Okay, this topic may be trying to fit a square peg into a pentagonal hole (close but no cigar), but I wanted to post this question to the group:
I have my office's shredded paper available to me to put on my compost pile in lieu of leaves (since there are no trees/leaves anywhere near me and I'm not a good lurker), and I do feel a little guilty about taking away from the recycling stream. It's a pretty big bag every couple of weeks.
I work at a University, so likely the paper really will be recycled, but I've heard varying arguments for taking them for my pile as well as arguments for not siphoning off the recycling stream. Some of the arguments bring up the energy used to recycle (from pickup to end processing), the lackluster use of recycled paper, the inefficiency of recycling shredded paper. And in contrast there's the opinion that composting is downcycling (I'm not using the compost to grow more trees for paper) which isn't as friendly as recycling, paper adds nothing to the pile anyway, the inks are harmful...
hi! I definitely use the paper, especially for wormbins, as it's a steady resource yearround that breaks down easy. I'm hoping that the healthy soil ecosystem detoxifies it quite a bit. I've heard this anecdotally from other gardeners/composters. Of course, if I'm shredding the paper especially For the compost it's handy to get the new york times or other non-colored print newspapers. All newspapers now have harmless ink if it's black and white.
I wouldn't hesitate at all to use it in my compost. If that's what you've got for browns, give it hell! I think most inks these days are soy-based so you should be pretty safe there. With regards to the glues, I guess my thoughts are that we all use paper. If there are toxic substances in it they are going to go somewhere (either up in the air at the recycling plant or into the groundwater at the dump). If we're all going to use it I like the idea of taking responsibility for it. Sending it elsewhere seems to me to smack of "NIMBYism" (Not In My BackYard).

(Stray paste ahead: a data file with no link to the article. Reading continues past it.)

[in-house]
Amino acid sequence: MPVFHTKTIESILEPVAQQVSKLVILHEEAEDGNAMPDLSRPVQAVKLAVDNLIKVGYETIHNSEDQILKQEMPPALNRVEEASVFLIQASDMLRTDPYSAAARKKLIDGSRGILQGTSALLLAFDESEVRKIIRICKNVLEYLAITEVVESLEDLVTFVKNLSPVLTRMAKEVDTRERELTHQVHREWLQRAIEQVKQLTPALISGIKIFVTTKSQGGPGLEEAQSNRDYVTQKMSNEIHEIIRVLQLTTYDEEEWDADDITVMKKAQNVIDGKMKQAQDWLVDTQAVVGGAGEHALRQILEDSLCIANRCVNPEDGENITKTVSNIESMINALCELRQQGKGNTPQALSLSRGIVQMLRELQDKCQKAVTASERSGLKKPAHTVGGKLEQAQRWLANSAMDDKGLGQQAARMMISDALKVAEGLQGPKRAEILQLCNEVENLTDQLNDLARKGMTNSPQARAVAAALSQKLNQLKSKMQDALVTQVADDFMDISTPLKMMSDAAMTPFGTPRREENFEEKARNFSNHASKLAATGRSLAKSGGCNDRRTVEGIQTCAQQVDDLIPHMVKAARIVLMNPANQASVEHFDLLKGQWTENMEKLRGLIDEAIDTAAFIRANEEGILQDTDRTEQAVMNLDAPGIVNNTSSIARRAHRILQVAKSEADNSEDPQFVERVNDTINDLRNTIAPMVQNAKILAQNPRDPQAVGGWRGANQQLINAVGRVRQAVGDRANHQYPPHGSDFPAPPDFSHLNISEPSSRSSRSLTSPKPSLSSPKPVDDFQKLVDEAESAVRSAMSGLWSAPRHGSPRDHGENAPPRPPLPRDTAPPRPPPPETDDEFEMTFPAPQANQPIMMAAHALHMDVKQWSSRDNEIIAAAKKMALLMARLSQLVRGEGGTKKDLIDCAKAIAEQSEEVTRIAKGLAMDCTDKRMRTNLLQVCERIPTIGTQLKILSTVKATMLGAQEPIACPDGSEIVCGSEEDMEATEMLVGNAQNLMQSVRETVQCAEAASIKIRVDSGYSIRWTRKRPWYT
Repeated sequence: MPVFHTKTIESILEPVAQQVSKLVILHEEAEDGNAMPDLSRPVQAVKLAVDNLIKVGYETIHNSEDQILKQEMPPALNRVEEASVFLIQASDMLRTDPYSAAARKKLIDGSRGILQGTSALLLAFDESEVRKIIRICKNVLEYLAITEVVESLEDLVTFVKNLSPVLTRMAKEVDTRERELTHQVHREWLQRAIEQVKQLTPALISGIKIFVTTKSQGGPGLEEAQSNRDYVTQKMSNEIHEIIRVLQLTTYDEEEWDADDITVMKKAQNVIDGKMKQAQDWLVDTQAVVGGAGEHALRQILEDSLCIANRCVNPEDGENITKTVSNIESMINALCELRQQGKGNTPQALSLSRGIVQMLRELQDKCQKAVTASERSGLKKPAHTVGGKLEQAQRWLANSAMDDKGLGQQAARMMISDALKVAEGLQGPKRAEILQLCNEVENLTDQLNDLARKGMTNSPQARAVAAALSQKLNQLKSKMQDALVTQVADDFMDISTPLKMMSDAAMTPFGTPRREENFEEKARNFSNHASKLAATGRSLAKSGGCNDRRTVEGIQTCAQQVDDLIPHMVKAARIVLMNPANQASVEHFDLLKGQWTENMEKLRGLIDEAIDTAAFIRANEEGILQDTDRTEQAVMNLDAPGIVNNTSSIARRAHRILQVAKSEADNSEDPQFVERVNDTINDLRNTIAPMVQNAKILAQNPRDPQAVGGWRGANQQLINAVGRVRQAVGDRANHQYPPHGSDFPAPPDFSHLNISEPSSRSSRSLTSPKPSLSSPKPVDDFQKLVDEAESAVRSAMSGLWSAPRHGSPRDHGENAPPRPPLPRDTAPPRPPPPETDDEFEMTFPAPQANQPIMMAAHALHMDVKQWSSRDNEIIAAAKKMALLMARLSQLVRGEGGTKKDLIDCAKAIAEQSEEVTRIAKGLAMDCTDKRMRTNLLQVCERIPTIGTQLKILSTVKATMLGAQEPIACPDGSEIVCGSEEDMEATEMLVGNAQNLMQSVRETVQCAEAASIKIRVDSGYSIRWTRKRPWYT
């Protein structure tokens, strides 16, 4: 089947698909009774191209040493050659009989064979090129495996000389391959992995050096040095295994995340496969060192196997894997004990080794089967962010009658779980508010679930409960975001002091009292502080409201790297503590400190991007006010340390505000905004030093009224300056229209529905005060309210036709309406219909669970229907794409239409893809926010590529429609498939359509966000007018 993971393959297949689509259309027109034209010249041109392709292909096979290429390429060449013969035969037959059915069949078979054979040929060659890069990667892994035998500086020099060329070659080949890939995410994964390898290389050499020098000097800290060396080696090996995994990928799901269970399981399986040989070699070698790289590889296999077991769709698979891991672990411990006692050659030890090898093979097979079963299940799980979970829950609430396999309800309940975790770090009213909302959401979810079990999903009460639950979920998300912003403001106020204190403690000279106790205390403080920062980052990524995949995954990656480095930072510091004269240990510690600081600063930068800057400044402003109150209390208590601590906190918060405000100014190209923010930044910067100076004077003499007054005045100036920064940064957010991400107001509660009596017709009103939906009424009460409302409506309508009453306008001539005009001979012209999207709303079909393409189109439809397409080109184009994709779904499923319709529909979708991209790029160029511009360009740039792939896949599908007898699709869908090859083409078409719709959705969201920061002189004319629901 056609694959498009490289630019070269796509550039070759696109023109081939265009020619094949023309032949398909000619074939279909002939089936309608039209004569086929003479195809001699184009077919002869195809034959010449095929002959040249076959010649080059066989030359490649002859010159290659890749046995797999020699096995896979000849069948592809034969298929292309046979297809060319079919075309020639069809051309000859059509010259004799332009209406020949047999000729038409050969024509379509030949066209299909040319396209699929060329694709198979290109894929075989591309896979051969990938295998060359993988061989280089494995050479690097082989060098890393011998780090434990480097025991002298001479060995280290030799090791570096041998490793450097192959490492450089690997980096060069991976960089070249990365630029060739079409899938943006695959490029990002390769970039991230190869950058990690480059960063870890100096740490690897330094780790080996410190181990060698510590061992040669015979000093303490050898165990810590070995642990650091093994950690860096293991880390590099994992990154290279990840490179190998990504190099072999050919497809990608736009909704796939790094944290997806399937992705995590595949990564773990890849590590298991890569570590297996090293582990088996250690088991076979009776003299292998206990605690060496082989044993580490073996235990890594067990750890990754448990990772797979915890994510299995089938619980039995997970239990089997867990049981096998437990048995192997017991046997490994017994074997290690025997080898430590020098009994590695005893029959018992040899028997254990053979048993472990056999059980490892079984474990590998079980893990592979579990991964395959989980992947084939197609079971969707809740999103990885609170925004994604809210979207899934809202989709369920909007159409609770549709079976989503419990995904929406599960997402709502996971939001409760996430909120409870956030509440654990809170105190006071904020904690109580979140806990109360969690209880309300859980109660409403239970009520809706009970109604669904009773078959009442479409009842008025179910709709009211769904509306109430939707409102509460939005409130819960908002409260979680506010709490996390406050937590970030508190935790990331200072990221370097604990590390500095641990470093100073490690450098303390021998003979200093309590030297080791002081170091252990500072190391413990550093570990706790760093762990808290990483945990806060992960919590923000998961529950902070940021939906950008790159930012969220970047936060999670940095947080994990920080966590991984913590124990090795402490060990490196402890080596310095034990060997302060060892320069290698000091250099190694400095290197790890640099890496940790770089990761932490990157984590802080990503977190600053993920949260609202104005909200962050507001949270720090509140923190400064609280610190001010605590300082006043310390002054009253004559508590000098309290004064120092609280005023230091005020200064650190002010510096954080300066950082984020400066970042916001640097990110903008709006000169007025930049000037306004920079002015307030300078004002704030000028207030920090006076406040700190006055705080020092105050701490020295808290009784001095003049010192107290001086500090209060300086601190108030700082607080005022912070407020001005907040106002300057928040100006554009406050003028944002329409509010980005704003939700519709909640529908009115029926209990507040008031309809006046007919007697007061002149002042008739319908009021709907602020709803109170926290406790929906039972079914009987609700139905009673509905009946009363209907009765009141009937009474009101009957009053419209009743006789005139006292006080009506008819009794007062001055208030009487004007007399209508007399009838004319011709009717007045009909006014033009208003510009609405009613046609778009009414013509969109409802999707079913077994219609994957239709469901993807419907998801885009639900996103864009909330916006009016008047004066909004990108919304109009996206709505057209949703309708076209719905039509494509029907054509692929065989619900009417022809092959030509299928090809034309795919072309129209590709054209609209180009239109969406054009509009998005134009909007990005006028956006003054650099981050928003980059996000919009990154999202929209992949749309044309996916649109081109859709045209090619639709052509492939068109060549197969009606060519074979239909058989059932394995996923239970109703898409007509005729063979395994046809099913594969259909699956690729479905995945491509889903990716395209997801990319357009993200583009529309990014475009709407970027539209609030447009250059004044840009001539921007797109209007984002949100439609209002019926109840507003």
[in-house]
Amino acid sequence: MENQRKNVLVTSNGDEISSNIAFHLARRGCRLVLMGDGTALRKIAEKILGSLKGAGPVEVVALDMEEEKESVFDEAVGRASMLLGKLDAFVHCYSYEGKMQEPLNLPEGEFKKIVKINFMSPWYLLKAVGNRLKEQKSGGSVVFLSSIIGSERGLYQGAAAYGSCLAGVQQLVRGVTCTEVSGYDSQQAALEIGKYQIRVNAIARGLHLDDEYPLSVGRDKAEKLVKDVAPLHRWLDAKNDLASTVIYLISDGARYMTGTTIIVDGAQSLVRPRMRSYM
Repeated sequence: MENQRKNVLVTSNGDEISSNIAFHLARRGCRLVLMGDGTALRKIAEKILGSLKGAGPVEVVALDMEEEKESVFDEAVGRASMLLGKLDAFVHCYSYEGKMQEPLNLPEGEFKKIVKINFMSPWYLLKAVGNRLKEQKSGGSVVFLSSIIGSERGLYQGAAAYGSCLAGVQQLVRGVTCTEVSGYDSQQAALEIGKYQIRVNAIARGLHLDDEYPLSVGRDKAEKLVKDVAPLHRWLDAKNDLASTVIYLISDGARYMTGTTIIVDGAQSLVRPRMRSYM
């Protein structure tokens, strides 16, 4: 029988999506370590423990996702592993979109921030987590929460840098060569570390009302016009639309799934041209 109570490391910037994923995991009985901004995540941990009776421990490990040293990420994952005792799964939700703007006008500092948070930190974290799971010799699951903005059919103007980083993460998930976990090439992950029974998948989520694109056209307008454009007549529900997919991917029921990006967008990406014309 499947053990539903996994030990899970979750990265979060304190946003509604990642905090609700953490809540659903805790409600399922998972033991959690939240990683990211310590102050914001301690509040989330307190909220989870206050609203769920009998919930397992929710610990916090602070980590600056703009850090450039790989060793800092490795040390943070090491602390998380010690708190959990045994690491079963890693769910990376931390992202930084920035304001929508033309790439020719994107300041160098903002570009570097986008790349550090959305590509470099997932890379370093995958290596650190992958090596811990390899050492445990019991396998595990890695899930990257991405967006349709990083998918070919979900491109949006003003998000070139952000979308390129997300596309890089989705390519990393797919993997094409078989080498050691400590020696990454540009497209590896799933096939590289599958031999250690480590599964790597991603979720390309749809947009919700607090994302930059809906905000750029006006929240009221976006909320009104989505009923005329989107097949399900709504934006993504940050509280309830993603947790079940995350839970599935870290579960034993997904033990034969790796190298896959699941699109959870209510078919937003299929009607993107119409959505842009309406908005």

At any rate, it seems to me that composting whatever stuff is in paper is probably a pretty good way to breakdown most of the gnarly stuff (since compost is so biologically active). If you want to take it a step further, you could work out a system where you grow mushrooms on the paper first, then transfer it to the compost. Not knowing exactly what's in paper glues, I can't guarantee it would clean it up, but mushrooms seem to be pretty amazing for breaking down petro-chemicals and long poly-carbon chains. Without a scientific study you won't ever really know exactly what's there and what's getting cleaned up (get on it, Academia! We need you!).
With regards to "siphoning off the recycling stream," I think the more we take out of that system the better. Reduce, reuse, recycle in that order. It may be downcycling, but I think the savings you make in shipping and transport more than make up for that. Up on Orcas I've heard rumor that our recyclables go to one of two places: Eastern Oregon or Haiti. No one wants to work a job separating commingled recyclables in the U.S., so I've heard they get shipped to impoverished places like Haiti for that work. How much energy are we blowing by sending it all the way to the Caribbean?
Principal - Terra Phoenix Design
Location: Central IL
posted 10 years ago
Thanks to everybody for all the additional points of view! I appreciate everyone's candor and respect for everyone else's beliefs.
My pile seems to be happily digesting whatever I can find to put in it (whatever I can divert from the trash stream and some things I collect [shredded paper and Starbuck's finest used coffee grounds]). I got that wonderful reward of steam last time I turned, so the microbes seem happy enough! I'll try to keep the diversity up so I don't just foster to the microbial "office-paper-lovers" only!
My office just went shredder-crazy and gave me 4 more huge bags of shreddings. I'm thinking either growing the pile into a windrow (where the heck am I gonna find enough greens!?) or using it as some "under-mulching." However I use it, I know I'm making my office's secretary happy that she doesn't have to lug it out back to the recycling container!